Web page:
Presidental Election of '64

Discussion in 'History Forum' started by Salty, Apr 29, 2015.

  1. Salty

    Salty
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    That would be 1864!

    During the Spring and Summer of '64, Lincoln was afraid he would loose the November election.

    Had that happen - would the CSA have been victorious in remaining a country.

    From US History
     
  2. Salty

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    there was talk among the Democrats that they would have recognized the CSA - and thus ended the WBTS.

    In 1864 Lincoln won re-election with 55%; compared to 39% in 1860

    (But keep in mind that 1860 includes votes of the Southern States/Commonwealths)
     
  3. rsr

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    I've been mulling this question for a long time and the answer is "maybe" but "probably not."

    First, how much history are you willing to roll back? If you assume the same facts on the ground — Sherman has routed Hood and embarked upon his March to the Sea — it does not at all appear likely that McClellan would have ended the war precipitously. Being commander in chief would have allowed him, at long last, to implement his own strategy and finally take Richmond. Finally, he would have the chance to conquer the South.

    After all, McClellan was a War Democrat, though the party was dominated by the Peace wing. Would he have given up the opportunity to win the war (remember that his inauguration would have taken place just a month before Appomattox)? Not likely.

    However, if you posit the election of McClellan you must be assuming different facts in the progress of the war. Perhaps Sherman was defeated before Atlanta, or at least was prevented from taking the city. (Still, you would have to deal with Mobile Bay, and there is no conceivable way that Union victory could have been forestalled short of an act of God.)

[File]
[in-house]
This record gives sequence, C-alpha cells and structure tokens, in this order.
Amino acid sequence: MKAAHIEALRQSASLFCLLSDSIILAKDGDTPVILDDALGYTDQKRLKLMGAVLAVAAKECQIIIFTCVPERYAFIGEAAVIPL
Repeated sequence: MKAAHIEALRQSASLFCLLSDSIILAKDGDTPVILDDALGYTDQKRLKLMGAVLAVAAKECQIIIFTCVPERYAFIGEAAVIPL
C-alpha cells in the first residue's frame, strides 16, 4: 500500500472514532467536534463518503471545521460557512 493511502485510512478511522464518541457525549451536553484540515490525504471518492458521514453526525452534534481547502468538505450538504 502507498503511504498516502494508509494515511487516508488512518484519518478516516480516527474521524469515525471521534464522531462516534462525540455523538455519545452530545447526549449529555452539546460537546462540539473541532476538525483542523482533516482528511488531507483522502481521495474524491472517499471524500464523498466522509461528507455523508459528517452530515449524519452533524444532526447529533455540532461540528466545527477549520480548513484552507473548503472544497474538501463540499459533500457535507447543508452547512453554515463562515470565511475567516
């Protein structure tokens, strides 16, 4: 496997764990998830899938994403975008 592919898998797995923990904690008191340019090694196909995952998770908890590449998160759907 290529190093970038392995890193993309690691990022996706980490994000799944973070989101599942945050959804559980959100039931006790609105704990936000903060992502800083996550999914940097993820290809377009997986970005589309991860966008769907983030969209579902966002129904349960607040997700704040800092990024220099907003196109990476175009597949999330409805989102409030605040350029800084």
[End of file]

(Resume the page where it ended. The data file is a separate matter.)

In that case, perhaps McClellan would have sought some kind of negotiated settlement, though, again, his vanity might have been overridden such sentiments if the prospect of becoming a second Washington (or Napoleon) were in his grasp.

    It does not seem likely that McClellan would have countenanced the preservation of the CSA, except perhaps through mismanagement. He was a Unionist, after all, and his goal would have been to restore the Union in some fashion.

    Now toss in the rest of the election results. Would he have had a Democratic Congress to work with? Probably not, and the Radical Republicans would have fought him tooth and nail to prevent a negotiated settlement that was not on their terms. Perhaps we would have seen an Andrew Johnson-style confrontation in 1865.

    Certainly a McClellan victory could have changed history considerably. McClellan was no abolitionist, and it's entirely likely that the 13th or 14th amendments would have been approved at that time.

    So — my guess is a continued prosecution of the war, the defeat of the South, but not the formal abolition of slavery, although McClellan would have had to figure out how to deal with all the slaves freed by their own efforts or by the Emancipation Proclamation while still upholding the Peculiar Institution. Even Lincoln couldn't have figured that one out, and McClellan was no Lincoln.
     

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